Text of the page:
Young adults are taught many things in school, but simple home economics concepts like balancing a budget are often overlooked. Without a plan, it's nearly impossible to meet the savings goals individuals and families need to reach their financial freedom.
In this article, we're going to explain the basics of household budgeting. This includes how to identify a home's sources of income as well as mandatory and discretionary expenses. We're also going to talk about savings targets, and why they're important. Finally, we're going to finish up with a template that everyone can use to create their own monthly budget.
According to statistics gathered by the Federal Reserve Board, household debt service reached a historical high in the fourth quarter of 2007. The same holds true for the Debt to Net Worth measure. Even today, the average household spends anywhere from 15 to nearly 25% of their disposable income making their debt payments.
Unfortunately, around 844,000 households also file for bankruptcy each year (as of 2015).
The typical American household is not always prepared to meet the financial challenges of creating a balanced budget. In 2004, Alan Greenspan talked about the growing substitution of credit card debt for personal loans. The average consumer no longer has to seek the approval of a bank to gain access to an unsecured loan. They can use their credit card for a variety of new purposes, including borrowing money.
Individuals that fall behind on their monthly payments need to learn the basics of creating a budget. The first rule of thumb for a financially sound home is simply this:
Household Income must be greater than Household Expenses
Budgeting 101, right? It's surprising how many families break this simple rule. When it's broken, the household needs to borrow money to pay its expenses. That is a short-term strategy that can lead to long-term problems if it happens every month.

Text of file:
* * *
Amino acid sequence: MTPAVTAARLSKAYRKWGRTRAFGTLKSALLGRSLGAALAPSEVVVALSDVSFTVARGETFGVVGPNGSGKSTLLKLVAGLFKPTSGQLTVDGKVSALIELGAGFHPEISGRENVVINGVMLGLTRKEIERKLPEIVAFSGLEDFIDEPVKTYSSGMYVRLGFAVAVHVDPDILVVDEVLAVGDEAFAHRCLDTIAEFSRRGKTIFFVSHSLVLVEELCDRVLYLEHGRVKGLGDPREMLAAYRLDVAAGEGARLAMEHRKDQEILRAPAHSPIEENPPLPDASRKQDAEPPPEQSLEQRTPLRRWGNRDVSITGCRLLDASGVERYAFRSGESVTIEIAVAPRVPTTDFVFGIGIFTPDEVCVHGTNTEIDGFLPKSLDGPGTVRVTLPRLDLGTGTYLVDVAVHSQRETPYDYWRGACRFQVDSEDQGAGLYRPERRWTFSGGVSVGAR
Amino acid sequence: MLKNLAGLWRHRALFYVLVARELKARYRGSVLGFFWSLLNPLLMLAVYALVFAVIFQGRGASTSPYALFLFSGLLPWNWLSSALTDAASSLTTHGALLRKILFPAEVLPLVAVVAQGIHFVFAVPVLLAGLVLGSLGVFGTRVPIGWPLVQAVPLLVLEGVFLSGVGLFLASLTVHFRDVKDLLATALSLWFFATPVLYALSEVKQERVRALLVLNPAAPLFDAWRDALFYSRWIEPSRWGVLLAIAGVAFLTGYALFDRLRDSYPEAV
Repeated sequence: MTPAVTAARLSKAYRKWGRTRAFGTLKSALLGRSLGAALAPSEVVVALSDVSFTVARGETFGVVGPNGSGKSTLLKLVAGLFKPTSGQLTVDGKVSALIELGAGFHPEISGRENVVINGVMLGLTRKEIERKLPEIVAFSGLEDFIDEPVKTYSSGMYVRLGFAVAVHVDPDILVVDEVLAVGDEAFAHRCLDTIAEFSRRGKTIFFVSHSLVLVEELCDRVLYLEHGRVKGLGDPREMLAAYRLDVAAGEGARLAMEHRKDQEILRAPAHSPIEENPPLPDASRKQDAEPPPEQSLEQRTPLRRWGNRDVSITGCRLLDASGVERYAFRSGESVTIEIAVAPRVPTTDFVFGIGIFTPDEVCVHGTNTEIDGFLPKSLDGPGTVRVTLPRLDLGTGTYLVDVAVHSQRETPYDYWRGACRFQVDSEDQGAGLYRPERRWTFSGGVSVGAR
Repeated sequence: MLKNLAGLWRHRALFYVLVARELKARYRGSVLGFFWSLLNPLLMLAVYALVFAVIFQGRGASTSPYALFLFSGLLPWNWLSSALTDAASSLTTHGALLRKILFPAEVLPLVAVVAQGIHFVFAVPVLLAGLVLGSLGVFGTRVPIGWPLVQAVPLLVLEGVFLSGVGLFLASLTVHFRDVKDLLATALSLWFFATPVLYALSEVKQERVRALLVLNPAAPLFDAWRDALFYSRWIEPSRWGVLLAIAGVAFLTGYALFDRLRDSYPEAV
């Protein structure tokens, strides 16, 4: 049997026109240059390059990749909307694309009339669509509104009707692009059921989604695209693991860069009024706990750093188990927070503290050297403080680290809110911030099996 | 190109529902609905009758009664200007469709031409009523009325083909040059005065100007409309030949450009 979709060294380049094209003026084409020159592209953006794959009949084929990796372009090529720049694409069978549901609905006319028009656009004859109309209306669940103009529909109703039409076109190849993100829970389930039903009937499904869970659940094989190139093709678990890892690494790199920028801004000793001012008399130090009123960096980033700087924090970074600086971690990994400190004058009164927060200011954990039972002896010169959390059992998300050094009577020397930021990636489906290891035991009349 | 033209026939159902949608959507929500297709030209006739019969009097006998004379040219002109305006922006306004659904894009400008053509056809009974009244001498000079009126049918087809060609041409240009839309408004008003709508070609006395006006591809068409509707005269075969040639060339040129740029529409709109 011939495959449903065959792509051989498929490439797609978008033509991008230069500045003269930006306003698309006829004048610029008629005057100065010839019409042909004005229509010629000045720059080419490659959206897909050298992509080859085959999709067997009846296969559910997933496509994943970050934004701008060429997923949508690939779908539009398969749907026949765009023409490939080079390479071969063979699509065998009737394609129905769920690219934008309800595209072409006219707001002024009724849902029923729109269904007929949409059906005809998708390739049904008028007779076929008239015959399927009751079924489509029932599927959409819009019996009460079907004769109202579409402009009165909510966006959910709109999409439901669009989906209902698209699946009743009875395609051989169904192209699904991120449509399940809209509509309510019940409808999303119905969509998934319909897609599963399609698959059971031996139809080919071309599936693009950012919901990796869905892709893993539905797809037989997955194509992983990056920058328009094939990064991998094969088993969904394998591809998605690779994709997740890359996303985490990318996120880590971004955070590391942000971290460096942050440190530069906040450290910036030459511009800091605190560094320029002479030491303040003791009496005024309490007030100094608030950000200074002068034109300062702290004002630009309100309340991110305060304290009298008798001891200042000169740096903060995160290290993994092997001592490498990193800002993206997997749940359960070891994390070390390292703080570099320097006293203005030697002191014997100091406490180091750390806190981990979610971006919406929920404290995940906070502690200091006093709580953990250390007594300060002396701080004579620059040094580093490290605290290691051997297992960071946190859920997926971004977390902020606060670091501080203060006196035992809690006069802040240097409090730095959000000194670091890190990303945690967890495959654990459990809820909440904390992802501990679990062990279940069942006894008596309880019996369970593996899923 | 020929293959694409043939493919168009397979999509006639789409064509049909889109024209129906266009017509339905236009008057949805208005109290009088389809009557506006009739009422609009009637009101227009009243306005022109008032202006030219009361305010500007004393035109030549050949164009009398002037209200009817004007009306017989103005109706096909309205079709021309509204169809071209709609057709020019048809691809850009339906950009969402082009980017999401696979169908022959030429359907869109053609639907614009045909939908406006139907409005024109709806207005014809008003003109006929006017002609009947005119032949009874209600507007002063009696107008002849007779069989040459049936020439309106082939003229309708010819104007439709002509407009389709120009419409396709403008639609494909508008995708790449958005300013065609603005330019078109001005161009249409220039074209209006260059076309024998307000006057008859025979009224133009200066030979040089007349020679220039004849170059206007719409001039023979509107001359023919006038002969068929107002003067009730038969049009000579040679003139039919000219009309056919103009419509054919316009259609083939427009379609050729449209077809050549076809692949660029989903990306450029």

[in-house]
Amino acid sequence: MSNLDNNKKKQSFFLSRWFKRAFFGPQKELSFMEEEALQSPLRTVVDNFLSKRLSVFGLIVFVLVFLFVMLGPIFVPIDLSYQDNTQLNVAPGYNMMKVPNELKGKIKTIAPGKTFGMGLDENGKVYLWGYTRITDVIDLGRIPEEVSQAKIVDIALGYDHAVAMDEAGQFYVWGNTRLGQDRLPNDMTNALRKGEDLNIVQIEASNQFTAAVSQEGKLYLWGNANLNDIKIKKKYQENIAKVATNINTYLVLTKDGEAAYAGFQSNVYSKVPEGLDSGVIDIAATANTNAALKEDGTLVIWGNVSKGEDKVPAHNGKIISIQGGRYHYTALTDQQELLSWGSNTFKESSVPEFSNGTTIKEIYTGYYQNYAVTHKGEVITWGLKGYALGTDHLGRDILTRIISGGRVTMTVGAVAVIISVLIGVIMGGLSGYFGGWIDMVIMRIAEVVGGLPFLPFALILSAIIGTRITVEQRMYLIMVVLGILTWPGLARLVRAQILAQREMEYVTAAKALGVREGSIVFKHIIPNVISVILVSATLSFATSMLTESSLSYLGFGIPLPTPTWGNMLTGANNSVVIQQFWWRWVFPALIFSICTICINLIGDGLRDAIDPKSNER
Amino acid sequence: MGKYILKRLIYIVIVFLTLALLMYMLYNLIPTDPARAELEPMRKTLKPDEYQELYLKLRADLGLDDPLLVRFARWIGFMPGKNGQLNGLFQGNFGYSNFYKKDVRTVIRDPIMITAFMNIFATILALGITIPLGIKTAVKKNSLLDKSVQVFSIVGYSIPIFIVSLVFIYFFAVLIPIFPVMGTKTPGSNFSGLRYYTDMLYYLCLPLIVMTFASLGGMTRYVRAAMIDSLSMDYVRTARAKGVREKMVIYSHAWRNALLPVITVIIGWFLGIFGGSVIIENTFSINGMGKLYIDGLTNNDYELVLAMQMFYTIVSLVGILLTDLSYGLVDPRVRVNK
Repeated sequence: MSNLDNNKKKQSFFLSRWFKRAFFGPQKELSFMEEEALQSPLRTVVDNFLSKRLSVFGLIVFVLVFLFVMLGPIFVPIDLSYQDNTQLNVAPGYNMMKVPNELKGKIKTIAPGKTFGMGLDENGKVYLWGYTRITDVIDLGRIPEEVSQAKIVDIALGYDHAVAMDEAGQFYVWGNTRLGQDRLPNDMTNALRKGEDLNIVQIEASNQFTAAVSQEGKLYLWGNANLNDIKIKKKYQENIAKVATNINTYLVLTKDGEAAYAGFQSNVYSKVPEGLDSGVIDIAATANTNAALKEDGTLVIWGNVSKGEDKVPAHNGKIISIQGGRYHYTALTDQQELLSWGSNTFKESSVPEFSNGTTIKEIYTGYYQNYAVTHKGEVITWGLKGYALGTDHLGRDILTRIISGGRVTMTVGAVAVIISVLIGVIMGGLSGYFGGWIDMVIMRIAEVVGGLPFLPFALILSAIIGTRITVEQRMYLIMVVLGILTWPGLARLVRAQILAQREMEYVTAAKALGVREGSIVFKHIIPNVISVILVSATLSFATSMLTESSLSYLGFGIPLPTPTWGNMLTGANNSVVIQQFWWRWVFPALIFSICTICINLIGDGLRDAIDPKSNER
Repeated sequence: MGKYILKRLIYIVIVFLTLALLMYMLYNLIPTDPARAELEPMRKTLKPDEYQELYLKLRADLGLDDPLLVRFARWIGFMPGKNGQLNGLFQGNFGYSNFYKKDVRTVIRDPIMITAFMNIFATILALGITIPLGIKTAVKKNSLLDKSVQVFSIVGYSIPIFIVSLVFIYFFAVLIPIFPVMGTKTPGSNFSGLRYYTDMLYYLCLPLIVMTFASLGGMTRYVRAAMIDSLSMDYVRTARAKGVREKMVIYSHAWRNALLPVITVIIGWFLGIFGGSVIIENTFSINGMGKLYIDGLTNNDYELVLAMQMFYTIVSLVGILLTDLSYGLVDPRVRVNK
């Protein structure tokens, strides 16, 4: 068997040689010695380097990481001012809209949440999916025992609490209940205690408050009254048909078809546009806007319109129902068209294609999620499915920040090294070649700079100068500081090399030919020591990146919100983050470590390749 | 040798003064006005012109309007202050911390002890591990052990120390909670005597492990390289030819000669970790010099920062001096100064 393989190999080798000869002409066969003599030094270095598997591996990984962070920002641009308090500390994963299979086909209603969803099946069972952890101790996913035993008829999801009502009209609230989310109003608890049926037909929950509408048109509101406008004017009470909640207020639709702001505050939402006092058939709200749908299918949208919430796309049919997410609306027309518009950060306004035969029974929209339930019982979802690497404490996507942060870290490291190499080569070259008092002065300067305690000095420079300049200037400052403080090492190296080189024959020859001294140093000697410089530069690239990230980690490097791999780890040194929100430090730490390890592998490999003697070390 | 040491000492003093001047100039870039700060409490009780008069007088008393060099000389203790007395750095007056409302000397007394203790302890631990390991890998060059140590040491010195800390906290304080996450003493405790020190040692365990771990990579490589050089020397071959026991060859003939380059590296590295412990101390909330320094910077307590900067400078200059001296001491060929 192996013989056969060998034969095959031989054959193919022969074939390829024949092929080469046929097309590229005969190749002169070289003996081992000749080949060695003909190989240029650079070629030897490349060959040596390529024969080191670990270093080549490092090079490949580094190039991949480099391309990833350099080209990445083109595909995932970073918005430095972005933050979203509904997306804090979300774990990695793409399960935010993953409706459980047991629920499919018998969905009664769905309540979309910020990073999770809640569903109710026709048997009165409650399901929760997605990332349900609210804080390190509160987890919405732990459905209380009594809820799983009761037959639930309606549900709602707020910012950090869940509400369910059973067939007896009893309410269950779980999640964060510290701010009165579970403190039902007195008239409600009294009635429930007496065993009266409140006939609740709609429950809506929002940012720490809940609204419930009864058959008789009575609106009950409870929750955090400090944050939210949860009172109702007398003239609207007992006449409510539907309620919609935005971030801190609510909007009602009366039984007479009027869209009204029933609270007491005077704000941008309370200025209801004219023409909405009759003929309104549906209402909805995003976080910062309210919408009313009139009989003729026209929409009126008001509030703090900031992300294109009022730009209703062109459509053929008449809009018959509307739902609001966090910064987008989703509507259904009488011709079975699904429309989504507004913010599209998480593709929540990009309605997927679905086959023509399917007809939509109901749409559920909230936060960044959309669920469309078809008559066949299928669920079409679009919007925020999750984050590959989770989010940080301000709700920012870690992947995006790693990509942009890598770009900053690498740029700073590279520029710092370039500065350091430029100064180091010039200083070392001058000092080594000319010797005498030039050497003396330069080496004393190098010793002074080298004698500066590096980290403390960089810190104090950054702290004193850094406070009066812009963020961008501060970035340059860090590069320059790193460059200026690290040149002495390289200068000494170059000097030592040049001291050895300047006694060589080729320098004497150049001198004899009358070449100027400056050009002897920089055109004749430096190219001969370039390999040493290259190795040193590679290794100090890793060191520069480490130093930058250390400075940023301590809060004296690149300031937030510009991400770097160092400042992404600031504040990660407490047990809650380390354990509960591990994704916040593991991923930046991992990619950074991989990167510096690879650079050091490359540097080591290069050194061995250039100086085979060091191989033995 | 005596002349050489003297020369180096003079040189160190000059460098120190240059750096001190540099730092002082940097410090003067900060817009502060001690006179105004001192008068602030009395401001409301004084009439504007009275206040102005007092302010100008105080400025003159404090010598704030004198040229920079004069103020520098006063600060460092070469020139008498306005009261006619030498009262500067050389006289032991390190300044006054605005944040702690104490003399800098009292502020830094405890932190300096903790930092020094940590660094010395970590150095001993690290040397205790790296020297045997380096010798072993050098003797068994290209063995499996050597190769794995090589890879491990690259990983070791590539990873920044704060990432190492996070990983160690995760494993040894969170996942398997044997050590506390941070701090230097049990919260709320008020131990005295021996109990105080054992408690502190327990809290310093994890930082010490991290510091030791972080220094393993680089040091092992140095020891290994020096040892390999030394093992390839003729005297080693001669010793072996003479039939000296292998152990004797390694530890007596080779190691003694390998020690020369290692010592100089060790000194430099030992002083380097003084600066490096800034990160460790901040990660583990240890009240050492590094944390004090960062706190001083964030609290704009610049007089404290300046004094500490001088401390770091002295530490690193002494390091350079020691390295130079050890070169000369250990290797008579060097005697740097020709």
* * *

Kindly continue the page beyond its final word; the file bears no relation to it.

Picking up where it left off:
Some individuals believe that income only has to equal expenses for a household budget to be balanced. That's true if someone plans to work forever. But plans for the long-term need to include the concept of "pay yourself first" too. This saying has been around for a long time and it means before paying anyone else, put some money aside for the future. That's something everyone should strongly consider as part of their retirement plan, and household budgeting process.
The process of creating a household budget allows families to learn about their monthly living expenses. Alternatively, it's possible to use a template that someone else has put together. The learning experience won't be as great, but it'll save time. With either option, the budgeting process can be broken down into three subsections, which include the identification of income, mandatory, and discretionary expenses.
The income portion of a household budget accounts for all of the sources of money that flow into the home. This can include paychecks, interest income, tax refunds, stock dividends, bonus payments, and gifts of money.
Any reliable source of money flowing into a household each month should be included in the income section of the budget.
The monthly costs that are "must pay" are considered mandatory expenses. This includes mortgage payments, car loans or lease payments, and property taxes. All the money owed others as well as expenses such as energy bills and other utilities should also be included in this category.